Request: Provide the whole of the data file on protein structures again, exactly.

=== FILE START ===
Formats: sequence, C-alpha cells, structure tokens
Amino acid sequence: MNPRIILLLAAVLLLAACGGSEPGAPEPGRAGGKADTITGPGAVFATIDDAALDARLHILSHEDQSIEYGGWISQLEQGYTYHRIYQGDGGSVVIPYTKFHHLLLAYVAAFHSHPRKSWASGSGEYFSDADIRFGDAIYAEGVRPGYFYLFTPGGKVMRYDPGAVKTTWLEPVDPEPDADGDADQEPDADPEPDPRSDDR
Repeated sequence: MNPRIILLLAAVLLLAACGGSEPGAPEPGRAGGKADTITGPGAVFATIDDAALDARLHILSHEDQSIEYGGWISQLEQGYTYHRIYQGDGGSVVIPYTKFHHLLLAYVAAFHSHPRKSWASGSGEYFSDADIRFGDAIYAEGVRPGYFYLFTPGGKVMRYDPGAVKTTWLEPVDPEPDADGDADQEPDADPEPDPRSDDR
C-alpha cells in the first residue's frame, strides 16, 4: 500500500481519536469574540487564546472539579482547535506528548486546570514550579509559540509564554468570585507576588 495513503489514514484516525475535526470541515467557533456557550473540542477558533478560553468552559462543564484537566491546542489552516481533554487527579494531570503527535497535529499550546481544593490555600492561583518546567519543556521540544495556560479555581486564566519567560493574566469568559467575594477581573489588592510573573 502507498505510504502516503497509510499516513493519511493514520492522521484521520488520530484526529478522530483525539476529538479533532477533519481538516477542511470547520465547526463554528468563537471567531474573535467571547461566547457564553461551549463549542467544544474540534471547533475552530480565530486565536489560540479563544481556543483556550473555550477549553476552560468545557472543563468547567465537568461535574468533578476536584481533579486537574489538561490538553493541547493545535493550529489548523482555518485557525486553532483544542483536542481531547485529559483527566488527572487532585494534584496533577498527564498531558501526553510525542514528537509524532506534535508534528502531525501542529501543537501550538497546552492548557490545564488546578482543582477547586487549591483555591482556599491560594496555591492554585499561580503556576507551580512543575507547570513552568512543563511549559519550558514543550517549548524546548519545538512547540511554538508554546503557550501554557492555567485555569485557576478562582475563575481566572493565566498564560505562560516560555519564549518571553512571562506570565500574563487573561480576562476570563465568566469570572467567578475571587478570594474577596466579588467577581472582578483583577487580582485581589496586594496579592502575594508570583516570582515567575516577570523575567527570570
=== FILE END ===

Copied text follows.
Formats: sequence, C-alpha cells, structure tokens
Amino acid sequence: MNPRIILLLAAVLLLAACGGSEPGAPEPGRAGGKADTITGPGAVFATIDDAALDARLHILSHEDQSIEYGGWISQLEQGYTYHRIYQGDGGSVVIPYTKFHHLLLAYVAAFHSHPRKSWASGSGEYFSDADIRFGDAIYAEGVRPGYFYLFTPGGKVMRYDPGAVKTTWLEPVDPEPDADGDADQEPDADPEPDPRSDDR
Repeated sequence: MNPRIILLLAAVLLLAACGGSEPGAPEPGRAGGKADTITGPGAVFATIDDAALDARLHILSHEDQSIEYGGWISQLEQGYTYHRIYQGDGGSVVIPYTKFHHLLLAYVAAFHSHPRKSWASGSGEYFSDADIRFGDAIYAEGVRPGYFYLFTPGGKVMRYDPGAVKTTWLEPVDPEPDADGDADQEPDADPEPDPRSDDR
C-alpha cells in the first residue's frame, strides 16, 4: 500500500481519536469574540487564546472539579482547535506528548486546570514550579509559540509564554468570585507576588 495513503489514514484516525475535526470541515467557533456557550473540542477558533478560553468552559462543564484537566491546542489552516481533554487527579494531570503527535497535529499550546481544593490555600492561583518546567519543556521540544495556560479555581486564566519567560493574566469568559467575594477581573489588592510573573 502507498505510504502516503497509510499516513493519511493514520492522521484521520488520530484526529478522530483525539476529538479533532477533519481538516477542511470547520465547526463554528468563537471567531474573535467571547461566547457564553461551549463549542467544544474540534471547533475552530480565530486565536489560540479563544481556543483556550473555550477549553476552560468545557472543563468547567465537568461535574468533578476536584481533579486537574489538561490538553493541547493545535493550529489548523482555518485557525486553532483544542483536542481531547485529559483527566488527572487532585494534584496533577498527564498531558501526553510525542514528537509524532506534535508534528502531525501542529501543537501550538497546552492548557490545564488546578482543582477547586487549591483555591482556599491560594496555591492554585499561580503556576507551580512543575507547570513552568512543563511549559519550558514543550517549548524546548519545538512547540511554538508554546503557550501554557492555567485555569485557576478562582475563575481566572493565566498564560505562560516560555519564549518571553512571562506570565500574563487573561480576562476570563465568566469570572467567578475571587478570594474577596466579588467577581472582578483583577487580582485581589496586594496579592502575594508570583516570582515567575516577570523575567527570570